Roof Rack Greenland Paddle Holder

Here’s a somewhat quick ‘n’ dirty way to transport a one-piece Greenland Paddle if you don’t have enough room inside your vehicle. Total cost was probably about $30 CAD at Home Depot, excluding the foam blocks mentioned below.

Materials needed are:

  • 10’ piece of 4" CPVC sewer pipe
  • 1 end cap
  • 1 cleanout adapter
  • 1 threaded cap
  • CPVC cement
  • 2 foam blocks for carrying the canoe you got rid of years ago after deciding you liked kayaking much better :wink:
  • Heavy duty outdoor rated duct tape (yes, I’m serious)

Start by cutting the pipe to a more suitable length. Then glue on the end cap and cleanout adapter. Cut a radius in the bottom of the foam block that fits the pipe. Mount the foam blocks on the cross bars using the channels that would usually cradle the canoe gunwales. Set the pipe atop the foam, and duct tape the hell out of it.

This is a somewhat temporary solution for when I go out east very soon. I’d like to come up with a better mounting for the pipe, but would rather not spend a lot of time or money on it.

And yes, I know that multi-piece paddles are available as well.

Nice solution. It would protect the paddle from the elements. Does the paddle rattle around inside the pipe while you’re driving?

Inno also makes a paddle carrier, but it wouldn’t protect the paddle while transporting.
https://www.amazon.com/Inno-Paddle-Mast-Holder-Accessory/dp/B003IH6CQI

Great minds think alike. My version of perhaps a decade ago, and still in regular use, has drain/ventilation holes along length. Also tethered removable cap to main body. I used a test plug that has wing nut to compresses a rubber washer to ID of PVC pipe. I have a strap rig that holds GP tube to my Thule Aero bars utilizing its T channel. Takes about 3 minutes to install or remove. Mine holds 3 paddles and sometimes fishing rods. Have used foam chunks inside to reduce rattles between 2 wood and single carbon paddle. Lovely wife also sewed up a colorful paddle “sock” that protects well too.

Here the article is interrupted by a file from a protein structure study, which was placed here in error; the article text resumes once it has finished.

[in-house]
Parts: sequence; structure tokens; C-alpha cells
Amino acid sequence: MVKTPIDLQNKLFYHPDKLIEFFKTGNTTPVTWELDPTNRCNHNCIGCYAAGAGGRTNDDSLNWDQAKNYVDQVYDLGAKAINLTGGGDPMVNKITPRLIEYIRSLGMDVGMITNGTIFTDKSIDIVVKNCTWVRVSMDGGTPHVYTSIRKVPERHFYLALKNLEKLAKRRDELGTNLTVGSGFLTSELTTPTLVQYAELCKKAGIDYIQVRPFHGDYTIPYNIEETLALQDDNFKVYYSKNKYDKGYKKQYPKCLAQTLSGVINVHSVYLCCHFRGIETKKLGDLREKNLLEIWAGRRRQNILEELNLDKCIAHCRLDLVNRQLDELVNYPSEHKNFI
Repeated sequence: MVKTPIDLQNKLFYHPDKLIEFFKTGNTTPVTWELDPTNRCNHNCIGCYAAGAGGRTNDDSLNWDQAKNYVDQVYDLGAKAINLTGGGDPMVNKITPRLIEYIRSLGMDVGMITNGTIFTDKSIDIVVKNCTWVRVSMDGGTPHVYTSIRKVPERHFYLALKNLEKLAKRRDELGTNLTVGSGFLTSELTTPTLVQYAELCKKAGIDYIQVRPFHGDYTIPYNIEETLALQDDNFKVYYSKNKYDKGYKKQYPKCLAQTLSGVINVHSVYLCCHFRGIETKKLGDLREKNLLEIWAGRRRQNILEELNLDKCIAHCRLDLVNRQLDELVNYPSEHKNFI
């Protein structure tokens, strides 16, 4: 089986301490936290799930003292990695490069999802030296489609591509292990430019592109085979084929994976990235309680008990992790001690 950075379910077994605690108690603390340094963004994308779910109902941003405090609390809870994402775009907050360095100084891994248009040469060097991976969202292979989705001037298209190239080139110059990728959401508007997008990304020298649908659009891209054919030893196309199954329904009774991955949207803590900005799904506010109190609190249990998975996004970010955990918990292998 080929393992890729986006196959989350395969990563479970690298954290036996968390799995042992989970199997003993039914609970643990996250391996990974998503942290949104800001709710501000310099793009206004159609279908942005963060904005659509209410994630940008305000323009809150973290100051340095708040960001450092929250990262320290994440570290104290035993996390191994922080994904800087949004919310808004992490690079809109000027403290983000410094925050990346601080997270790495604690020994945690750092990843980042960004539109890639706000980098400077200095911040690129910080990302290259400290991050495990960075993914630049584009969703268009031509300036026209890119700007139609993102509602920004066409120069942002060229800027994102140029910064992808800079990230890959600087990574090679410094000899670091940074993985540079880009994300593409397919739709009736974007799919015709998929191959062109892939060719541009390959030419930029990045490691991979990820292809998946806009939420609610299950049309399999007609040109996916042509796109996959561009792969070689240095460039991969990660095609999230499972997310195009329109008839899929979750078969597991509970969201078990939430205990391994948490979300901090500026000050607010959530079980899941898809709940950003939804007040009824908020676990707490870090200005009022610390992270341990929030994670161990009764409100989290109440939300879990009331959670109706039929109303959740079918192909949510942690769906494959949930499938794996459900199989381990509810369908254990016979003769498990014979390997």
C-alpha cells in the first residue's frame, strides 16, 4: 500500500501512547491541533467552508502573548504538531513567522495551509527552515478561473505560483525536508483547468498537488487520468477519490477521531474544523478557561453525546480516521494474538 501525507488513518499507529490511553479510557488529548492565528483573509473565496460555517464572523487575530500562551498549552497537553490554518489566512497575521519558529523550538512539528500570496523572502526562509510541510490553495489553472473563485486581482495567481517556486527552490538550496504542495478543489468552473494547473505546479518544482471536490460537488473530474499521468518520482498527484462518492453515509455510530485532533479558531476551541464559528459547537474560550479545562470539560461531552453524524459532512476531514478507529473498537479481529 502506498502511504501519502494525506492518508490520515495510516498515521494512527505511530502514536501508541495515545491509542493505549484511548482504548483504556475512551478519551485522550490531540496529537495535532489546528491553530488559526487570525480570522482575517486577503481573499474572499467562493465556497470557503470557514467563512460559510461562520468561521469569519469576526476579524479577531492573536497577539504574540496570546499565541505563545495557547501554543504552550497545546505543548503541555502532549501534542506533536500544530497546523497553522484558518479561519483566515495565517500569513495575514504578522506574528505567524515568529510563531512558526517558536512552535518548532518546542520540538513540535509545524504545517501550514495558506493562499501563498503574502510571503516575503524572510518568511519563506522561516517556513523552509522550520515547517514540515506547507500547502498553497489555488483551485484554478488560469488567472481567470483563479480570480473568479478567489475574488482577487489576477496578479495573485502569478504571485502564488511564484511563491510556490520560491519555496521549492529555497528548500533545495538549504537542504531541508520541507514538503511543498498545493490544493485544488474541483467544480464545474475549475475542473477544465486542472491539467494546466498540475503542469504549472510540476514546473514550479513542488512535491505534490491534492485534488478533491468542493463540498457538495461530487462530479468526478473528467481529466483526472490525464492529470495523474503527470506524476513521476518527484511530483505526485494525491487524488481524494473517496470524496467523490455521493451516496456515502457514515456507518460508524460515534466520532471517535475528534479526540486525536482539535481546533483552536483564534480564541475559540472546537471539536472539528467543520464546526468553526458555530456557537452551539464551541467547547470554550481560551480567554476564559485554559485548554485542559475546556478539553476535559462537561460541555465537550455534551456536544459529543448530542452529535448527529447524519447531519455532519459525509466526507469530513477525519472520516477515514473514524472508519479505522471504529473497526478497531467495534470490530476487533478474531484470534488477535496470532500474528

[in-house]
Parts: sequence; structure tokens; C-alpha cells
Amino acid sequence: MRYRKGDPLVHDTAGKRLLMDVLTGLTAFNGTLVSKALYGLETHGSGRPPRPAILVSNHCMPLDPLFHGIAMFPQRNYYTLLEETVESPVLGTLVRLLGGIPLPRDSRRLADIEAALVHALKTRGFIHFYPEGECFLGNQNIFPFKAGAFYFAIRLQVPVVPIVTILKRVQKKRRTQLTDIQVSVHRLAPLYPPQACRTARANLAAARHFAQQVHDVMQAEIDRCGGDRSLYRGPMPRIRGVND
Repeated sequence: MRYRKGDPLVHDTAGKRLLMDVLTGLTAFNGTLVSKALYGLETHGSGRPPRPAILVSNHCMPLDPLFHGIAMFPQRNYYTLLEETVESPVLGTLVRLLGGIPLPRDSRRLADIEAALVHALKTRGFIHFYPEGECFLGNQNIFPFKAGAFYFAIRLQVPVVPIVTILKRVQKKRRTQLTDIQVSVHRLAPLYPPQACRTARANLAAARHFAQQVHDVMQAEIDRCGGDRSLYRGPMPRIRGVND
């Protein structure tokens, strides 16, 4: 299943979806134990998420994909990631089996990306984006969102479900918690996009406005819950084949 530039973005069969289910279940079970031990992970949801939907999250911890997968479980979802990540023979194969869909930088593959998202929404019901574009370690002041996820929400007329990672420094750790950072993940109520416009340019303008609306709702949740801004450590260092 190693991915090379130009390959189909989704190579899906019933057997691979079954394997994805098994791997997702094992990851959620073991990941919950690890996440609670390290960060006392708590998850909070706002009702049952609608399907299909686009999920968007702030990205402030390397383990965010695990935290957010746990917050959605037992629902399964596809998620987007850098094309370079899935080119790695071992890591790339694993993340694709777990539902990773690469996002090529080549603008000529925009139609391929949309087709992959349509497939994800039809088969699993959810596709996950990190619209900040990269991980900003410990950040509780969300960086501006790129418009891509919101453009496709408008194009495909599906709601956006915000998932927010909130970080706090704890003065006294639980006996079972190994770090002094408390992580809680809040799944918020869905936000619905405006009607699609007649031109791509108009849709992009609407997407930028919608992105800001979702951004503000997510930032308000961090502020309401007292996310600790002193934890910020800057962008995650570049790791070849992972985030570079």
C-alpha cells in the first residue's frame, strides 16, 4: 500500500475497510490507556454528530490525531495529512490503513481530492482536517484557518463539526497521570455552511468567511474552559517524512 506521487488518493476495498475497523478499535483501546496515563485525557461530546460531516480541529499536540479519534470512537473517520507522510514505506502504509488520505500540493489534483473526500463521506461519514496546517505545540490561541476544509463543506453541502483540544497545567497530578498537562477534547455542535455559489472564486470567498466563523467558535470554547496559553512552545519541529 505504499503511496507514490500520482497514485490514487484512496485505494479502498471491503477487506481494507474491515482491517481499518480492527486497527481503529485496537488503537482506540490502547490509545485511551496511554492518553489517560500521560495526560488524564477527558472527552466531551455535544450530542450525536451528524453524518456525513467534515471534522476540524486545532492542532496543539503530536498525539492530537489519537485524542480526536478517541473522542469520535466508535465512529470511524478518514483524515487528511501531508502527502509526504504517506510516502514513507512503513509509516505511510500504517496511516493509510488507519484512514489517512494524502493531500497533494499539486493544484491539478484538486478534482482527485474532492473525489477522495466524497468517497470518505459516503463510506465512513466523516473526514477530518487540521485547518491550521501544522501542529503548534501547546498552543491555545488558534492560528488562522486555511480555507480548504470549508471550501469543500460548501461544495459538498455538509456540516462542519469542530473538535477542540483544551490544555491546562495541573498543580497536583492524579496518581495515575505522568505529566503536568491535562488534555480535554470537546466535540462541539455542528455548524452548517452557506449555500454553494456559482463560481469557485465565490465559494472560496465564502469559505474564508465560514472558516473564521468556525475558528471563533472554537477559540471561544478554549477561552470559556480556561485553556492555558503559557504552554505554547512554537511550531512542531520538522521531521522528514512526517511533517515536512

Since I assume the pipe must stay on the rack for the duration of the trip and there won’t be any need for repeated removal and installation, how about attaching it with a square lashing? That will eliminate any need for the foam bases too so you can dispense with that aspect. It’ll be at least as quick to attach as with the duct tape, but stronger and much quicker and easier to remove later. It won’t be quite as neat and tidy as some kind of mechanical connector, but just about as solid, and you did say you wanted something that didn’t require time or money.

I considered a lashing, and might replace the tape with cordage if I keep it on there. If nothing else, it would look much better if I were stopped by a bored police officer. This is not to say the mounting is suspect, but admittedly it does appear so.

In my situation the foam blocks also raise the pipe up a few inches to clear the cap/topper. Either way I’d still need something to serve this purpose.

I don’t care too much about serious protection for the paddle, as it gets very dinged up with normal use. I’d like to make a “sock” for when I carry two or (maybe) three paddles. With just one I’ve not noticed any rattling yet.

Regarding vent/drain holes, are they necessary? What happens without them?

Good question on holes since paddles are made to get wet and pipe to keep the inside isolated from the outside. And it requires they face down complicating orientation. Might generate wind whistling too. Version 2 will not have holes in spite of how clever I felt boring them uniformly spaced along a plumb line.

@Andy said:
Good question on holes since paddles are made to get wet and pipe to keep the inside isolated from the outside. And it requires they face down complicating orientation. Might generate wind whistling too. Version 2 will not have holes in spite of how clever I felt boring them uniformly spaced along a plumb line.